Second, have realistic expectations of the world market. The insular nature of the equine collectibles economy keeps clients orbiting artists like moths to a flame. In contrast, sales in outside markets may not be as forthcoming. You also won’t be able to rely on customers to advertise through word–of–mouth or showing, a practice characteristic in the model horse world. Instead, proficiency in marketing and business strategies will play a big role in your success.

Third, know how to develop a client base (which is an art form in itself). Client bases in the model horse market are self–generating, but the distractions in outside markets can obscure your spotlight. Your first step is to identify the desires of your target market. Your second step is to pay close attention to your clients’ buying trends and to adjust accordingly. The third step is keeping them through good customer service, a cheerful, accessible, professional nature, and top quality, consistent work. All this requires observation, responsiveness, research, diligence, and patience, yet these efforts often determine whether you succeed or fail. Also, study how successful artists develop and maintain their client bases, and employ their strategies. Remember, too, that you and your client base should evolve together, so keep them interested by offering a diverse and changing catalog of work every year.

Fourth, you should always be attentive to how your present yourself. Your behavior, appearance, and social skills will have a direct impact on how you and your work are perceived. A big part of selling your art is selling yourself! People have plenty of other choices in the open market, so be sure their experience is positive when they choose you.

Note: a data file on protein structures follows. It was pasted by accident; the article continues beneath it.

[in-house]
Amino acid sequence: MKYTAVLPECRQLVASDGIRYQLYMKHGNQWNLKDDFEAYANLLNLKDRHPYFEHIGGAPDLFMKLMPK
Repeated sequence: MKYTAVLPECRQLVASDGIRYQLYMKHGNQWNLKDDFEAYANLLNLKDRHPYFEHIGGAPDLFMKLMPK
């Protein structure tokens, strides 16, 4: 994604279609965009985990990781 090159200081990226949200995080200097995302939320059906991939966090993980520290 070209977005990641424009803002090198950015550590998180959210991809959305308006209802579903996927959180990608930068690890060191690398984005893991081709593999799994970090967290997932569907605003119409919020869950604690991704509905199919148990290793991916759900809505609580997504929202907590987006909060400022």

The Gear 

Now that you have a new map, you need gear, or the tools to forge down a new path. Let's get yo outfitted...

Think beyond “model horse.” Just because you can sculpt realistic full–body horses or paint them doesn’t mean that’s all you can do! There are many other applications of these skills, everything from Christmas ornaments to construction installations (such as tile designs for the floor or wall) to home furnishings (with busts and bas–reliefs) to garden accessories (concrete or plaster castings), many of which offer lucrative licensing agreements with companies. And look at the lovely Llandro® Arabian: Pure Breed—that piece could have so easily been sculpted by “one of our own” had we been better positioned! The equine motif is a universal one, so think big!

Use your own voice. A lot of work in the model horse industry is “borrowed,” either through painting blank bodies, customs, or other collaborative efforts. In contrast, this practice isn’t well regarded in outside markets, so refrain from presenting this type of work there. Instead, only feature your 100% original work and present your authentic, original “voice” at all times.

Mind your reference terms. When referencing yourself and your work, avoid terms such as "model horse, hobby, plastic, toy, customizer, repainter, or model horse artist"—all terms related to model horses. Instead, opt for words like “sculpture, figurine, painting, piece, art work, giftware, collectible, and studio." This includes how you reference the size of your work, so avoid using “traditional, classic, Stablemate®” etc. Instead simply provide the dimensions, or depending on some markets you can use the ratio, like 1:9 scale. And if people ask what you do, you’re an “artist, sculptor, equine artist, animal artist,” etc. not a "repainter, customizer, or model horse artist."